The call

In my wallet I carried a scrap of paper: ‘Eleanor King, New Orleans, 504-296-3845.’   I finally got up the nerve to call the number.  I expected nothing—the number was forty years old—but was rather surprised when someone answered.  It was a female voice—a brittle voice.


‘Hello, I’m looking for Eleanor King.’

‘This is she.’

‘Um…my name is Jackson Calvert.’  There came a long pause.  I knew she was still there because I could hear her breathing.  ‘Are you still there?’

‘I’m here.’  Her voice had been kind before, but no longer.

‘Mrs. King, do-‘

‘It’s Ms. King.  I never married.  Once a King; always a King.’

‘Sorry: Ms. King…do you know my last name?’

Another long pause.

‘I know you,’ she said.  ‘I used to pray bad things’d happen to your family.’

‘Oh…’  I took a moment to respond.  ‘Ms. King, I’ve been looking for information about your brother’s death.’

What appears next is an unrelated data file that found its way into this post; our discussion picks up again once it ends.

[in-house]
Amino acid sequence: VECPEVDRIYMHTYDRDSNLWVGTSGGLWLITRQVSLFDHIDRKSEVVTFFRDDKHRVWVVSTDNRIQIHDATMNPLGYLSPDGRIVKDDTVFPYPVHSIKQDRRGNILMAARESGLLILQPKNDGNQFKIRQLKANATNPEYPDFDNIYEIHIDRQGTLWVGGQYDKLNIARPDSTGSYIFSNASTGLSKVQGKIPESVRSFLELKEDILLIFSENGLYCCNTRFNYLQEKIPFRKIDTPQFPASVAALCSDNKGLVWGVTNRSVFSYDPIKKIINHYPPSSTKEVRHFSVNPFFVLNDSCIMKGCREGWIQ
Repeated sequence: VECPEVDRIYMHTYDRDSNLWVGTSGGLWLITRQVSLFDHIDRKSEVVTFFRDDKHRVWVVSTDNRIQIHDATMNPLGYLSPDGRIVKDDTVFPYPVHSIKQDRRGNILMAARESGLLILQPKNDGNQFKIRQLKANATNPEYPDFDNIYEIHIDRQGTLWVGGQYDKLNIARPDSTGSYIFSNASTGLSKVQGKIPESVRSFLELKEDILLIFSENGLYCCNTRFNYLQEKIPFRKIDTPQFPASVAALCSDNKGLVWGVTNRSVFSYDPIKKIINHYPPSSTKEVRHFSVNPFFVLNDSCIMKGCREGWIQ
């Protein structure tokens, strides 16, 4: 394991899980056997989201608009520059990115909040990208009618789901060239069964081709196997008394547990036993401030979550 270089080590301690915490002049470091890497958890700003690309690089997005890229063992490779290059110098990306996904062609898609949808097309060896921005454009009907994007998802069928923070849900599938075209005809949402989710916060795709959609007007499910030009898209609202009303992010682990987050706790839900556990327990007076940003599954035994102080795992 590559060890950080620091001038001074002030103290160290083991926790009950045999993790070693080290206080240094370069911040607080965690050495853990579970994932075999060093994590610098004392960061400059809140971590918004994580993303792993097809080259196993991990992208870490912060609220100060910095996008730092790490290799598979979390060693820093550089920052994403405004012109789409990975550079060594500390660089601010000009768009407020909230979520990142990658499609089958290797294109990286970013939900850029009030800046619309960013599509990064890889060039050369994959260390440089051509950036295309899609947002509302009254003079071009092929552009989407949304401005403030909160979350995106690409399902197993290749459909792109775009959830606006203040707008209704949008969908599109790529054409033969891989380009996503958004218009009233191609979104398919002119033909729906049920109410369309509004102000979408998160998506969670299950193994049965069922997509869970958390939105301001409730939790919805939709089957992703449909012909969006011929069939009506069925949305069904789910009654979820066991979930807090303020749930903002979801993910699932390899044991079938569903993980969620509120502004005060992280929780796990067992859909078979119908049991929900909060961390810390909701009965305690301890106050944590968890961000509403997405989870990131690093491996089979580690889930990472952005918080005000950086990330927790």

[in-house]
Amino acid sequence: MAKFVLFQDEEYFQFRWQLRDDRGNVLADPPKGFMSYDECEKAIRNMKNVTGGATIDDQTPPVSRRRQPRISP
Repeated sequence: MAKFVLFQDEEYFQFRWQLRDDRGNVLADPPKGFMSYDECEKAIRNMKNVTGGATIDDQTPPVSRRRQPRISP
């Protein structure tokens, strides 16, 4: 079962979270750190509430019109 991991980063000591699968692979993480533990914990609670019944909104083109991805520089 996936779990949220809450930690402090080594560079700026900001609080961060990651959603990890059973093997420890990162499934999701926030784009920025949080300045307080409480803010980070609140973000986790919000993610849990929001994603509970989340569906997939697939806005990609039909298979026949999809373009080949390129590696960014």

‘He died.  In prison.  Bad kidney.’

‘Yes, Ms. King.  I know that’s the party line.  But I’m more interested in what my father and grandfather may have done to contribute to his death.’

‘Ask ‘em, then.’

‘Ms. King, my grandfather has been dead for more than ten years.  And my father and I don’t talk much.’

‘Pox on ‘em.  Good riddance.’

‘Would you be willing to tell me what happened?  From your perspective?’

‘Why I help you?’

I paused before speaking.

‘Because I want the same thing you want.’

‘How you know what I want?’

‘Well…I don’t…but I want to see that my father pays for what he’s done.’  I wondered for a moment if Eleanor King had dropped dead on the other end of the line—I couldn’t even hear the sound of her breathing now.

‘You come to see me,’ she said at last.  ‘Come to see me in New Orleans and we’ll talk.  I have something for you.


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